by Tomas Kejzlar
Mentoring should not be a one-way relationship between the mentor and the mentee. It should be a bi-directional relationship where both parties explore things and learn together. And where they create a more meaningful human connection.
The Pitfalls of Mentoring
Mentoring is something that’s very popular these days. In companies, online communities, everywhere. The idea behind it is noble — have less experienced people learn from more experienced.
Having been a part of a few mentoring activities both as a mentor and a mentee, I see several flaws with this approach. I feel it is often transformed into either a silver bullet that magically solves all problems of people development or into the easy and fast solution to get onward. (And we know that every problem has at least one simple, elegant, appealing and completely wrong solution.)
Mentoring as coaching
Some people mistake mentoring for coaching. And they spend majority of the time just asking questions. Don’t get me wrong — being an agile “coach” (a term I don’t like much), one of my key tools is asking the right questions — this could be a good strategy. But not when the mentee simply does not have the competencies or skills to come up with an answer.
A friend of mine likens this to you being dropped into the middle of a desert — if someone just keeps asking you questions “What could you do to find your way out?” chances are you are going to die there; if on the other hand someone gives you a couple of hints for example how to determine direction, you are suddenly have much higher chances of surviving.
Mentoring as a one-way street
Many mentorships I see — and sometimes even that I do — are very one-directional. The mentor is dumping his knowledge onto the mentee with a faint hope of the mentee somehow grasping, accepting and understanding it. I, for one, never had much success remembering or using things I’ve “learned” this way — usually what I need to do is discuss, think out loud and try to apply the knowledge. The best mentorships are more like conversations in which both sides participate — the mentor probably from a more knowledgeable standpoint, but even him with willingness to explore and learn new things.
Mentoring as a theoretical exercise
As you may have realized, I am a huge fan of practicality. This may sound strange especially for people who know me and know how many books and blogposts I read and how much I enjoy discussions even about seemingly theoretical topics. But by “practicality” I mean the ability to apply what I have learned — either in something I am doing or in something I am thinking about. Yet I see many people entering mentorship programs without having at least a glimpse of practicality coming out of that. And many other people just giving very generic theoretical answers without trying to apply them to a particular situation at hand.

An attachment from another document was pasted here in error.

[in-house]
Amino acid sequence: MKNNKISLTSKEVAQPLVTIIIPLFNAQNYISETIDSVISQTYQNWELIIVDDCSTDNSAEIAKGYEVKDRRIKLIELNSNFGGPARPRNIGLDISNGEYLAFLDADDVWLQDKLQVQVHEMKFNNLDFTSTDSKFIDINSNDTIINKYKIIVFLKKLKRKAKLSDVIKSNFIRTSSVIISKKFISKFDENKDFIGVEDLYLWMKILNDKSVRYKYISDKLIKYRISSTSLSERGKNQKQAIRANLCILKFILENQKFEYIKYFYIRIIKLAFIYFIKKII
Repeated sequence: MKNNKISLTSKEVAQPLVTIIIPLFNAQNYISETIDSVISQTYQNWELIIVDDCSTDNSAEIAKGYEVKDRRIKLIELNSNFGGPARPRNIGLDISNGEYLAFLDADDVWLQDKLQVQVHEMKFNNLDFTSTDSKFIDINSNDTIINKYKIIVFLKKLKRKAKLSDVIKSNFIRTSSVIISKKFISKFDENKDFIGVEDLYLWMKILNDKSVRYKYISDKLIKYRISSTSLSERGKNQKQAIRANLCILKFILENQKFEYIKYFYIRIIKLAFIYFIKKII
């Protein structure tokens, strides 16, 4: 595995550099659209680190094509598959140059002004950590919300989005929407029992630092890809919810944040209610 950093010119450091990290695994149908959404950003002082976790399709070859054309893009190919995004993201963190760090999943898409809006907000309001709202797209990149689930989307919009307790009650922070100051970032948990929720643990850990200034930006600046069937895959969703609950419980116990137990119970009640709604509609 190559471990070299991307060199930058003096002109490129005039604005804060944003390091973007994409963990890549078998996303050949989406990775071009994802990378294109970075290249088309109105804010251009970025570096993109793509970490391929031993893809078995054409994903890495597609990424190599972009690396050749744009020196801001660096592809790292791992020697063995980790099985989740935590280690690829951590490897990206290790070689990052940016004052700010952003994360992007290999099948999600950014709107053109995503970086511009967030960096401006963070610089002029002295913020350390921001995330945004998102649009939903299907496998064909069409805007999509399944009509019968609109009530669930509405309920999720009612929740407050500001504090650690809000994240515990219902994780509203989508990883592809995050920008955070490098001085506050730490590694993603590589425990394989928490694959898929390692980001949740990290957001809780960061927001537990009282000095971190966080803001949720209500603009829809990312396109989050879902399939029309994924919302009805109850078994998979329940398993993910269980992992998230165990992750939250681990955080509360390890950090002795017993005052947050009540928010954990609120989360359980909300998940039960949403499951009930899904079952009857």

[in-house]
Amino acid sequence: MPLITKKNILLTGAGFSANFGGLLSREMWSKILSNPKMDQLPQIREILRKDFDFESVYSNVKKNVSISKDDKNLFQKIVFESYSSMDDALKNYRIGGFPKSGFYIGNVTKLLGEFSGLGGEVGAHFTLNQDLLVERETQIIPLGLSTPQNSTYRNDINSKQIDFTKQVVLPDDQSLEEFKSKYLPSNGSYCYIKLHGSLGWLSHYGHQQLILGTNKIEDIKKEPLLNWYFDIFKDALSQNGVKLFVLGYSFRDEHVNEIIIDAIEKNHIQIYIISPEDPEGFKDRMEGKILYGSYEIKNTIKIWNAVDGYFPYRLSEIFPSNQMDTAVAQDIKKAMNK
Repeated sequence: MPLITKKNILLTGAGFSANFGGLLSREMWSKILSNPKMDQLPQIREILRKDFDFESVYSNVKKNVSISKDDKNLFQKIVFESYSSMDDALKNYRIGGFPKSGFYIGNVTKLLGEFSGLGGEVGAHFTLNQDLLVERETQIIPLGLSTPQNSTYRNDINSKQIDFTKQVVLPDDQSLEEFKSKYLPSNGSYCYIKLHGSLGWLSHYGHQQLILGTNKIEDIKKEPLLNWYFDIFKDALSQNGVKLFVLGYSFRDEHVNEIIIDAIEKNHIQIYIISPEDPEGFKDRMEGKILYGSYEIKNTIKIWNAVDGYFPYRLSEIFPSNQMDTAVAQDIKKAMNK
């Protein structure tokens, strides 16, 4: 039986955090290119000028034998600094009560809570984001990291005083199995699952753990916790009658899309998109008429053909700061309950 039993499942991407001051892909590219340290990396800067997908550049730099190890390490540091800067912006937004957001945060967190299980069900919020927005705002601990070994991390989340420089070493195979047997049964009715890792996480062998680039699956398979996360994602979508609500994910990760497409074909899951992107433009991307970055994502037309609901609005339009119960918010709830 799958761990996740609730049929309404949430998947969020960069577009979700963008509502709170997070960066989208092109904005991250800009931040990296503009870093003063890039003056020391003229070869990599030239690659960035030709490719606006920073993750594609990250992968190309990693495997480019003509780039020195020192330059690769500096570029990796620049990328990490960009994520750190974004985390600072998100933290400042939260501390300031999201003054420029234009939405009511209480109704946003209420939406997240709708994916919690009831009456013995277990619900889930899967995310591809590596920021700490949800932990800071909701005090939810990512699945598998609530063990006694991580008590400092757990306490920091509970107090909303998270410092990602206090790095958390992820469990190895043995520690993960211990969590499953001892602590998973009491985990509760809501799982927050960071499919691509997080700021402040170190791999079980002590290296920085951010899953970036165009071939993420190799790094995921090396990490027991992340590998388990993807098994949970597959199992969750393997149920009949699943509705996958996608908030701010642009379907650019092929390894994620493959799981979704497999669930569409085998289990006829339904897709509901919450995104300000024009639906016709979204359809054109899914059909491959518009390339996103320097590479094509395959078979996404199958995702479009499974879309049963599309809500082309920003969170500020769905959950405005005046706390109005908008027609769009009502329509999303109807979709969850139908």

The Power of Mentoring
Now that you know the potential problems, let’s think about how to make coaching better. I think there are several ways how to do it, which I encourage you to try.
Mentoring as a conversation
I strongly encourage you to treat your mentoring sessions as two-way conversations where both of you participate. I like to question many things I hear and usually ask for examples or applicability to situations I have in my mind. I also like to think out loud, inviting the other person to understand more what I’m thinking, to have a real conversation.
Mentoring as a partnership
Partnership, or copiloting, is an interesting thing to try. It requires that at the beginning both parties are willing to invest time to get to a common result which makes the relationship more powerful and more focused. It also encourages more sharing, better conversations (which was worth mentioning again), and more learning opportunities. I can honestly say that the majority of my learnings come from partnerships and copiloting sessions with other people. People who are much better in some areas, and much worse in some others (or at least I like to think that.)
Mentoring as a path toward a deeper connection
For some people, myself included, it is very difficult to have great conversations right away. I first need to get to know the other person better. And mentoring could be one of the ways to do that. It again revolves around conversation because conversations create connections between people. And with better connections, you are both willing to accept, try out, and think about what the other person is telling you and even to build on that, by sharing more details, examples, and even failures.
Give mentoring a try!
To do that, these are the steps that could help you.
Mentoring Step #1: Think about one thing that you’d like to learn more about. Think about why you want to learn more about it and how you’re going to apply that knowledge.
Mentoring Step #2: Now think about someone you could ask to venture on this learning journey with you. This person should have (some) experience in the domain in question and should be as approachable as possible.
Mentoring Step #3: Agree on what you are going to learn with that person and pay extreme attention to whether it is important to both of you.
Mentoring Step #4: Try short mentoring sessions in a frequent and repeating cadence. Monitor progress towards the learning objective as you go.
Simple, right? Because it is, I have an additional challenge for those of you who think you can help others with knowledge you have. Why don’t you ask someone you think would benefit from that knowledge/experience whether they want to pair up or co-pilot with you? It’s not about implying they don’t know their stuff. It’s simply acknowledging you have some experience that might be useful in their situation, and then offering that you can try and learn more together.
Do you have any tips to share from your own copiloting experiences? Share your thoughts in the comments below!